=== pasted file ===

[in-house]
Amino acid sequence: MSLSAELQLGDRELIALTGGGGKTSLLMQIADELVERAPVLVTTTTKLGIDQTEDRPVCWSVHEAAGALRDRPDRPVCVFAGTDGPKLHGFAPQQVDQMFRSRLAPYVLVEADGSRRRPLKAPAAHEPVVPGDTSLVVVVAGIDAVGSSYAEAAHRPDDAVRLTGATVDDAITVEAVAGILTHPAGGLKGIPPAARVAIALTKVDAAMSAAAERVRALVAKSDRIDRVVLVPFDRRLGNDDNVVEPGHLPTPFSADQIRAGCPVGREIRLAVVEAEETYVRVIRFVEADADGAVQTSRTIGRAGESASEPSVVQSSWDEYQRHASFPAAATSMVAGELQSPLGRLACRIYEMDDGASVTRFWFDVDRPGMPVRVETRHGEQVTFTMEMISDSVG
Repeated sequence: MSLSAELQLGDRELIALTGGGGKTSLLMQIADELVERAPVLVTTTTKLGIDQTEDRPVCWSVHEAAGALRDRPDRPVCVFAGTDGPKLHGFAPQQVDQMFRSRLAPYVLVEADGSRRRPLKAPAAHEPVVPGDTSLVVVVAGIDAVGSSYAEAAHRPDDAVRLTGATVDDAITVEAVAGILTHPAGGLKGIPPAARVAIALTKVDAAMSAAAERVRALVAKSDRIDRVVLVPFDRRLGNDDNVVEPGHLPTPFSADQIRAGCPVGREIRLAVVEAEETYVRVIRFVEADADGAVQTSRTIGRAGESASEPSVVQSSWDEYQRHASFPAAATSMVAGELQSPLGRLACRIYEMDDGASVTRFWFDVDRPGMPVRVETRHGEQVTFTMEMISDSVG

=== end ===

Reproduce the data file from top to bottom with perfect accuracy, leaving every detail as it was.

[in-house]
Amino acid sequence: MSLSAELQLGDRELIALTGGGGKTSLLMQIADELVERAPVLVTTTTKLGIDQTEDRPVCWSVHEAAGALRDRPDRPVCVFAGTDGPKLHGFAPQQVDQMFRSRLAPYVLVEADGSRRRPLKAPAAHEPVVPGDTSLVVVVAGIDAVGSSYAEAAHRPDDAVRLTGATVDDAITVEAVAGILTHPAGGLKGIPPAARVAIALTKVDAAMSAAAERVRALVAKSDRIDRVVLVPFDRRLGNDDNVVEPGHLPTPFSADQIRAGCPVGREIRLAVVEAEETYVRVIRFVEADADGAVQTSRTIGRAGESASEPSVVQSSWDEYQRHASFPAAATSMVAGELQSPLGRLACRIYEMDDGASVTRFWFDVDRPGMPVRVETRHGEQVTFTMEMISDSVG
Repeated sequence: MSLSAELQLGDRELIALTGGGGKTSLLMQIADELVERAPVLVTTTTKLGIDQTEDRPVCWSVHEAAGALRDRPDRPVCVFAGTDGPKLHGFAPQQVDQMFRSRLAPYVLVEADGSRRRPLKAPAAHEPVVPGDTSLVVVVAGIDAVGSSYAEAAHRPDDAVRLTGATVDDAITVEAVAGILTHPAGGLKGIPPAARVAIALTKVDAAMSAAAERVRALVAKSDRIDRVVLVPFDRRLGNDDNVVEPGHLPTPFSADQIRAGCPVGREIRLAVVEAEETYVRVIRFVEADADGAVQTSRTIGRAGESASEPSVVQSSWDEYQRHASFPAAATSMVAGELQSPLGRLACRIYEMDDGASVTRFWFDVDRPGMPVRVETRHGEQVTFTMEMISDSVG